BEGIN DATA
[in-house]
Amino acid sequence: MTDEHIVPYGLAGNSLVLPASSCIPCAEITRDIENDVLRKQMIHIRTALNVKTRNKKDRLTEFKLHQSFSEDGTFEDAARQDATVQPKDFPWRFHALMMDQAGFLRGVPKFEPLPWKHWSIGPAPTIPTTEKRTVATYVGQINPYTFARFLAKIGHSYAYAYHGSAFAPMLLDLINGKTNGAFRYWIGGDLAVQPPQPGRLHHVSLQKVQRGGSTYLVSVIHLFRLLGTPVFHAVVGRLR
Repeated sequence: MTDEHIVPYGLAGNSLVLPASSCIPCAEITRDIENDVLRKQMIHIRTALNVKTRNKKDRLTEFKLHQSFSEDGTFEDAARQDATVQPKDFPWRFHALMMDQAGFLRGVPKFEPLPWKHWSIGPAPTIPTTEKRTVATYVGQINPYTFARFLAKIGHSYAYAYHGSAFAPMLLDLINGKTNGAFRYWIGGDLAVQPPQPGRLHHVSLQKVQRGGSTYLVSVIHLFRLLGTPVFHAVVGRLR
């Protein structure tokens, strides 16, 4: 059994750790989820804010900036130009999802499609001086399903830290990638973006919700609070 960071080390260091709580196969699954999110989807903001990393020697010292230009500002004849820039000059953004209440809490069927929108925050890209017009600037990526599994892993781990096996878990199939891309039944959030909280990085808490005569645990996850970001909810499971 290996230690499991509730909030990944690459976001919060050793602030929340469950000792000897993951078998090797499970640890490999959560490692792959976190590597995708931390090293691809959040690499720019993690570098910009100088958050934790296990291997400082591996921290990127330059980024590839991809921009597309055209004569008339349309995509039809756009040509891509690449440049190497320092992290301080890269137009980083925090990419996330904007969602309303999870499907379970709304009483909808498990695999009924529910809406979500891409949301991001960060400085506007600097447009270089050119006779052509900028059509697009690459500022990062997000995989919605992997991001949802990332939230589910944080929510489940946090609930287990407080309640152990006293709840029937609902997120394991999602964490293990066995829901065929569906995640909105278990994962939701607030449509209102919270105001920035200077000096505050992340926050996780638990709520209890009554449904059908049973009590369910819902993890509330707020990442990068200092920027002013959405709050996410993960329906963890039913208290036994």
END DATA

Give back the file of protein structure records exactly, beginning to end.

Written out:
[in-house]
Amino acid sequence: MTDEHIVPYGLAGNSLVLPASSCIPCAEITRDIENDVLRKQMIHIRTALNVKTRNKKDRLTEFKLHQSFSEDGTFEDAARQDATVQPKDFPWRFHALMMDQAGFLRGVPKFEPLPWKHWSIGPAPTIPTTEKRTVATYVGQINPYTFARFLAKIGHSYAYAYHGSAFAPMLLDLINGKTNGAFRYWIGGDLAVQPPQPGRLHHVSLQKVQRGGSTYLVSVIHLFRLLGTPVFHAVVGRLR
Repeated sequence: MTDEHIVPYGLAGNSLVLPASSCIPCAEITRDIENDVLRKQMIHIRTALNVKTRNKKDRLTEFKLHQSFSEDGTFEDAARQDATVQPKDFPWRFHALMMDQAGFLRGVPKFEPLPWKHWSIGPAPTIPTTEKRTVATYVGQINPYTFARFLAKIGHSYAYAYHGSAFAPMLLDLINGKTNGAFRYWIGGDLAVQPPQPGRLHHVSLQKVQRGGSTYLVSVIHLFRLLGTPVFHAVVGRLR
């Protein structure tokens, strides 16, 4: 059994750790989820804010900036130009999802499609001086399903830290990638973006919700609070 960071080390260091709580196969699954999110989807903001990393020697010292230009500002004849820039000059953004209440809490069927929108925050890209017009600037990526599994892993781990096996878990199939891309039944959030909280990085808490005569645990996850970001909810499971 290996230690499991509730909030990944690459976001919060050793602030929340469950000792000897993951078998090797499970640890490999959560490692792959976190590597995708931390090293691809959040690499720019993690570098910009100088958050934790296990291997400082591996921290990127330059980024590839991809921009597309055209004569008339349309995509039809756009040509891509690449440049190497320092992290301080890269137009980083925090990419996330904007969602309303999870499907379970709304009483909808498990695999009924529910809406979500891409949301991001960060400085506007600097447009270089050119006779052509900028059509697009690459500022990062997000995989919605992997991001949802990332939230589910944080929510489940946090609930287990407080309640152990006293709840029937609902997120394991999602964490293990066995829901065929569906995640909105278990994962939701607030449509209102919270105001920035200077000096505050992340926050996780638990709520209890009554449904059908049973009590369910819902993890509330707020990442990068200092920027002013959405709050996410993960329906963890039913208290036994």